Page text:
A Constitution Worthy of Our Thankfulness

November 22, 2018 Updated: November 28, 2019

We were gifted the greatest of documents so many years ago when our Founding Fathers created the Constitution of the United States.

A mere 4,400 words long—7,600, including the amendments—and just four simple pages, it’s the oldest—and shortest—written constitution in the world.

And yet, nothing more important than the creation of those four pages has occurred in our history as a nation.

Our United States is a constitutional republic—characterized by a constitutionally limited government—with powers separated between three branches: executive, legislative, and judicial.

The people elect representatives who make decisions on their behalf. Governmental power is limited to protect the individual—through laws that govern those who govern us.

This structure was created precisely because our Founding Fathers were acutely aware of the dangers inherent in a pure democracy. As John Adams famously noted, “There never was a democracy yet that did not commit suicide.”

A democracy’s singular defining feature is rule by the majority—it is majority over man. A pure democracy is a dictatorship by the majority.

In a democracy, “We the People” are viewed as a group. The entire purpose of a democratic constitution is to empower the majority of the people to rule.

A republic, by contrast, is a form of government in which political authority comes from the people. Powers are vested in the people and exercised through representatives chosen by the people. Republics are bound by charters, which limit the responsibilities and powers of the state.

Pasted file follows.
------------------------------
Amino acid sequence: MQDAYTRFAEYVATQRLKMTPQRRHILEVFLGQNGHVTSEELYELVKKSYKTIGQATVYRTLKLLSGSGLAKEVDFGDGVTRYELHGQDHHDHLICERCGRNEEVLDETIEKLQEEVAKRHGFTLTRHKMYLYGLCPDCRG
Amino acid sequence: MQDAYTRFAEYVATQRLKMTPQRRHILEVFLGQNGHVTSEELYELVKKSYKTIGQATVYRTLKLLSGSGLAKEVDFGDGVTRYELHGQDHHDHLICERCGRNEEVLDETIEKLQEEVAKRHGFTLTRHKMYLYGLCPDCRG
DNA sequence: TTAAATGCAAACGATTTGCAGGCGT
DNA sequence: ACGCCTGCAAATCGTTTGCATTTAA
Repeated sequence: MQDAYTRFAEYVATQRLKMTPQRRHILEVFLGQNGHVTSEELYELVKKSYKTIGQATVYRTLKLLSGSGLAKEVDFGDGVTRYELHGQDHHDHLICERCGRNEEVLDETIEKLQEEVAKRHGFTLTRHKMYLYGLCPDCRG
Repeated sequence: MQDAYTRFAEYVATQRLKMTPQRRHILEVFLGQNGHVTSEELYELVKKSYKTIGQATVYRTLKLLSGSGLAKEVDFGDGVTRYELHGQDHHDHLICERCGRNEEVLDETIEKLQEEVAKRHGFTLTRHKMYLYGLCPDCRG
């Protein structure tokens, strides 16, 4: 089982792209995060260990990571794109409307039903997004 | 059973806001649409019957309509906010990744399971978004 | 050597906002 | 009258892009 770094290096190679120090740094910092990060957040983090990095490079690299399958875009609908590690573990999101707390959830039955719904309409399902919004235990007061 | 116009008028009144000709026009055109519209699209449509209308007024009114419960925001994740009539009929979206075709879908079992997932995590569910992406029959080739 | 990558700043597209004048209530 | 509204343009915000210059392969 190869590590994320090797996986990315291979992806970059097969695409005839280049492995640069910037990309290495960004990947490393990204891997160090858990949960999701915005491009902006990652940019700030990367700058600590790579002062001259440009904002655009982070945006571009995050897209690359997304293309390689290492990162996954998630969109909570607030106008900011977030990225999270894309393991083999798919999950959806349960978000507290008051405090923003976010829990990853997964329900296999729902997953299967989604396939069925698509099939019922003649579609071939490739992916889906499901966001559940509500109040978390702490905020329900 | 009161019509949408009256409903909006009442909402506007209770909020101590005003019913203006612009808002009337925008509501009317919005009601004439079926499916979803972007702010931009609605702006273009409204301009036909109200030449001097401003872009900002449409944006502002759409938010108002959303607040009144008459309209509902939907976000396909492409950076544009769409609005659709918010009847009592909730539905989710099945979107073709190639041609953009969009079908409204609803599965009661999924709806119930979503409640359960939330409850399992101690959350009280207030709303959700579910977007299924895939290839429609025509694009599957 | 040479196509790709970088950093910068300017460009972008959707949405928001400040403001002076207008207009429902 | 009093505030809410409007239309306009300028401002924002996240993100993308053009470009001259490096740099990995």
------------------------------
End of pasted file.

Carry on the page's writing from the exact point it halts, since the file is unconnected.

In a republic, “We the People” are viewed as individuals. The purpose of a republican constitution is to secure the individual’s rights—life, liberty, and the pursuit of happiness. And these inalienable rights can’t be taken away by a majority-elected government. They are protected from the majority by the Bill of Rights.

A “right” always conveys an action or nonaction onto another. This simple fact is often overlooked and even more frequently misunderstood. It’s easy to think of a right as the freedom to act without restriction—our freedom of speech or freedom of religion. While this is partially true, a right to freedom still conveys a non-action on the part of others—which is precisely why rights can be taken away if we aren’t vigilant.

We, as individual citizens, have only negative rights placed on us by our Constitution. This must be so in order to protect our individual rights.

A positive right is the requirement to engage in an activity to secure another individual’s rights. Positive rights require an action on behalf of another individual. Public health care and education, along with a minimum or living wage, are all examples of positive rights.

A negative right is the requirement of abstention from an activity that violates another individual’s rights. A negative right is the requirement of a non-action. Negative rights stem from the only fundamental right—the right to life. All other rights spring from this most basic of rights.